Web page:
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George Floyd died in Minneapolis police custody on May 25 after a white police officer kneeled on his neck.
Video evidence of the encounter and investigations from local and federal prosecutors do not suggest Floyd’s death was staged.
Conspiracy theories that allege a tragedy was staged or fabricated often circulate online following major news events.
As protests in Minneapolis turned violent, some Facebook users falsely said the event that sparked them was staged by police.
"I think there is at the very least the ‘possibility,’ that this was a filmed public execution of a black man by a white cop, with the purpose of creating racial tensions and driving a wedge in the growing group of anti deep state sentiment from comon (sic) people, that have already been psychologically traumatized by Covid 19 fears," reads the post.
The post was flagged as part of Facebook’s efforts to combat false news and misinformation on its News Feed. (Read more about our partnership with Facebook.) It has been shared thousands of times and copy-pasted by other users.
(Screenshot from Facebook)
There is no evidence to back it up. We reached out to the original poster for a comment, but we haven’t heard back.
After a video of Floyd’s death started to circulate on social media, protesters took to the streets in Minneapolis. Four police officers involved in the incident were fired. The officer who knelt on Floyd’s neck was taken into custody and charged with third-degree murder and manslaughter on May 29.
The video shows police who were dispatched to a Minneapolis store May 25 after receiving a 911 call alleging that Floyd had paid with a counterfeit bill. Two officers detain Floyd near a police car; one of them has his knee on Floyd’s neck.
"Please, I can't breathe," Floyd says in the video, before going silent after several minutes of pleading with police.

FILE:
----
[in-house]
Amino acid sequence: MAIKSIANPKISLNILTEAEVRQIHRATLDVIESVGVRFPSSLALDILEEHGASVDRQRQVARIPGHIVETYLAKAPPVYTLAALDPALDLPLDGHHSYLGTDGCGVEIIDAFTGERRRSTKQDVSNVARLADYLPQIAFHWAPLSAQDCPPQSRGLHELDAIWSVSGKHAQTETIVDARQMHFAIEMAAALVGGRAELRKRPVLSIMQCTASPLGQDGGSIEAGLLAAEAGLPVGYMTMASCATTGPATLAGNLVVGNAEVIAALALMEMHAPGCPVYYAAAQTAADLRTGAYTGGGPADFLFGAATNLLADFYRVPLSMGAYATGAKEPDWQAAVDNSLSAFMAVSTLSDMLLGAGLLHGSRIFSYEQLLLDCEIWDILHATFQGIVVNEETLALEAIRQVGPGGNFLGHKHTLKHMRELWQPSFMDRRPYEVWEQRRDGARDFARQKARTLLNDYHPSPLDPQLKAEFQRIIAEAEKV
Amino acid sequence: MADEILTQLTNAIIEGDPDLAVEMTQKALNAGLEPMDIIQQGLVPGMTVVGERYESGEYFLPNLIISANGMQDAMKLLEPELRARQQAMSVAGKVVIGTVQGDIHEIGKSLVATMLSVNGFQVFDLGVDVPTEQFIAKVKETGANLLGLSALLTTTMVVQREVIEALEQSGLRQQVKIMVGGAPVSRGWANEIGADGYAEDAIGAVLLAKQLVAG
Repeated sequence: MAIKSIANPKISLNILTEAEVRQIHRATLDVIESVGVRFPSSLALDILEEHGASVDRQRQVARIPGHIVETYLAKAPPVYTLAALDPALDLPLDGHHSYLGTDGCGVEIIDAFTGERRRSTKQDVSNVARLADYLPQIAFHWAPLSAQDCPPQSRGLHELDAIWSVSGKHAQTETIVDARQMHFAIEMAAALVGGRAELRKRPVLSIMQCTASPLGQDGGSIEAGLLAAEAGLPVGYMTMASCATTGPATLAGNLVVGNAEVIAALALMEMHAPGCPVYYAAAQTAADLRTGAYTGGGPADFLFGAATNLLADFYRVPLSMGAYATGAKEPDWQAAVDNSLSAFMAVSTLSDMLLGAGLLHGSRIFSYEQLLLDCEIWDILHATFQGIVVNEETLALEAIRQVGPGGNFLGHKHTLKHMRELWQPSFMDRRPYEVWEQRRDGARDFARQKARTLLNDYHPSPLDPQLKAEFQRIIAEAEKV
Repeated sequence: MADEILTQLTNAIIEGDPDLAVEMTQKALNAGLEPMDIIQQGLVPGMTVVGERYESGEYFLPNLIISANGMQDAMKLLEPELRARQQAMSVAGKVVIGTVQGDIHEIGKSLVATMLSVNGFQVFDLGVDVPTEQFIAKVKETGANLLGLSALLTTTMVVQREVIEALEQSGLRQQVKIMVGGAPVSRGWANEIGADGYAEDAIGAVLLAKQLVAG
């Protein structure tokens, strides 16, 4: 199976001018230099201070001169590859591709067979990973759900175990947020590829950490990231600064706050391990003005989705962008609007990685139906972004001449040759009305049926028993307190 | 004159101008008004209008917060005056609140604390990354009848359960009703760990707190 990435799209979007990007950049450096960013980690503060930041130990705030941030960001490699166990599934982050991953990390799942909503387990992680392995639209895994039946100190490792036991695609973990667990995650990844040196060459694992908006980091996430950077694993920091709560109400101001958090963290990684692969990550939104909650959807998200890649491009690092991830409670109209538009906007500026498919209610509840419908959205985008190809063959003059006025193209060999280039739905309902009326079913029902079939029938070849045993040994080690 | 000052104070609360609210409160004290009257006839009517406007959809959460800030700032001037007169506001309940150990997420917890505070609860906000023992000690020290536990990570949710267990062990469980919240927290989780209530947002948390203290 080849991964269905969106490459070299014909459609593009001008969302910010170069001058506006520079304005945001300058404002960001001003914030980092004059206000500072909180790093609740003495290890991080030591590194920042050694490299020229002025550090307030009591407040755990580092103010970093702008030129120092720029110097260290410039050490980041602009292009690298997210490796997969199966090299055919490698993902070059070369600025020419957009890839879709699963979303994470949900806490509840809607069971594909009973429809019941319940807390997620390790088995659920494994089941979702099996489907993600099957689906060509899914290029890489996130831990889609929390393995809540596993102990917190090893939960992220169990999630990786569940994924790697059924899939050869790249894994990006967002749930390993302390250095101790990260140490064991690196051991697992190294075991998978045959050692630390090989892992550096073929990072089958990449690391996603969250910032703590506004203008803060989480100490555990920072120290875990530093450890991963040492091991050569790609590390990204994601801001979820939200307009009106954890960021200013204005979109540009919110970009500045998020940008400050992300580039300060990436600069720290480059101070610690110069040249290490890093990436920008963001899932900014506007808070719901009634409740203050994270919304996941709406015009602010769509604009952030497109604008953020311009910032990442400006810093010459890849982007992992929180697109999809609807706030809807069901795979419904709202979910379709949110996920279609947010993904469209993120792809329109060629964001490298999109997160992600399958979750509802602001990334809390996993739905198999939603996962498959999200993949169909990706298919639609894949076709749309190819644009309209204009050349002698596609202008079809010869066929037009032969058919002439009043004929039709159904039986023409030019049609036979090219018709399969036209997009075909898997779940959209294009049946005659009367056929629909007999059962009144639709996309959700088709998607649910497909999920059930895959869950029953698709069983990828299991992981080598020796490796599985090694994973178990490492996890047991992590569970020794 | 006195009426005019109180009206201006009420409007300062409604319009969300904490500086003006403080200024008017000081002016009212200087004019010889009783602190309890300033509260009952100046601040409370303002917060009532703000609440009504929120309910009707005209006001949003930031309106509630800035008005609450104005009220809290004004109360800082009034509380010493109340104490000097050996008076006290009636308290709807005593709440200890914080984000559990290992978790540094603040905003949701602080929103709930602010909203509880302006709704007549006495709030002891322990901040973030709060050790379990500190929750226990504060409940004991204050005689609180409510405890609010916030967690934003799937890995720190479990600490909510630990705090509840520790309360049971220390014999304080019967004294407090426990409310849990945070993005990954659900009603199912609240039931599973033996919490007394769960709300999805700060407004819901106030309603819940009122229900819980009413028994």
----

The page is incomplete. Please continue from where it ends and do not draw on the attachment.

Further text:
The FBI and Justice Department are investigating Floyd’s death as a possible violation of federal civil rights laws. Hennepin County and federal prosecutors are also looking into the possibility of bringing additional charges against the officers involved in the incident. We reached out to the Minneapolis Police Department for a comment, but we haven’t heard back.
None of the investigations have disputed that the video shows Floyd’s death — and that Chauvin kneeled on Floyd’s neck, killing him.
The nearly 1,000-word Facebook post weaves together a series of speculations and unrelated facts, the motives of the officers and the timing of the incident to spin an unproven conspiracy theory. None of it confirms that the incident was staged.
Conspiracy theories that allege a tragedy was either staged or fabricated commonly circulate online following major news events. False claims that Floyd’s death was staged first started bubbling up in Facebook groups for supporters of President Donald Trump on May 27. From there, they spread to other conspiratorial groups, according to CrowdTangle, an audience analytics tool.
The Facebook post is inaccurate and makes a ridiculous claim. We rate it Pants on Fire.
Associated Press, "'That’s just not taught': Police, experts condemn knee restraint on George Floyd," May 28, 2020
CNN, "Minneapolis police release 911 call that led to encounter with George Floyd," May 29, 2020
CrowdTangle, accessed May 29, 2020
Facebook post, May 27 2020
Facebook post, May 27, 2020
Facebook post, May 28, 2020
Facebook post, May 29, 2020
Facebook post, May 29, 2020
PolitiFact, "Why do some people think mass shootings are staged every time?" Aug. 8, 2019
USA Today, "George Floyd." May 28, 2020
The Washington Post, "Derek Chauvin, the officer involved in George Floyd’s death, is taken into custody," May 29, 2020
YouTube video from CBS Evening News, May 27, 2020
YouTube video from WCCO, May 26, 2020
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